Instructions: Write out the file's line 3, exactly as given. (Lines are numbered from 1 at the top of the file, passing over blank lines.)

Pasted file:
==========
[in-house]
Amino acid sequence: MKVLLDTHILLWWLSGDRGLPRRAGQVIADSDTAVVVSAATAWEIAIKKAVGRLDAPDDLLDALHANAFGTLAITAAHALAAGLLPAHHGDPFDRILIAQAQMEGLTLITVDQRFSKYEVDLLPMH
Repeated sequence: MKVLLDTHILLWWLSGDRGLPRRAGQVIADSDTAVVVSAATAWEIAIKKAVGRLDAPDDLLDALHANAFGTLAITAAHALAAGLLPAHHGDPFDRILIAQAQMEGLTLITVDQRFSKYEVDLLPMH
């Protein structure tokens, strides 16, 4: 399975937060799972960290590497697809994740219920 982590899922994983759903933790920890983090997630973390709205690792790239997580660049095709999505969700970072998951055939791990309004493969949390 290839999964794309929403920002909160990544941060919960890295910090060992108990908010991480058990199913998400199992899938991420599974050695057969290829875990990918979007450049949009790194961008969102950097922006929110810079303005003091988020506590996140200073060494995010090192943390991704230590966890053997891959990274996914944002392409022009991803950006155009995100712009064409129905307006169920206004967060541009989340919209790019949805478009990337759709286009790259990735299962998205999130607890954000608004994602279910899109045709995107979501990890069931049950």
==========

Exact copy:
Repeated sequence: MKVLLDTHILLWWLSGDRGLPRRAGQVIADSDTAVVVSAATAWEIAIKKAVGRLDAPDDLLDALHANAFGTLAITAAHALAAGLLPAHHGDPFDRILIAQAQMEGLTLITVDQRFSKYEVDLLPMH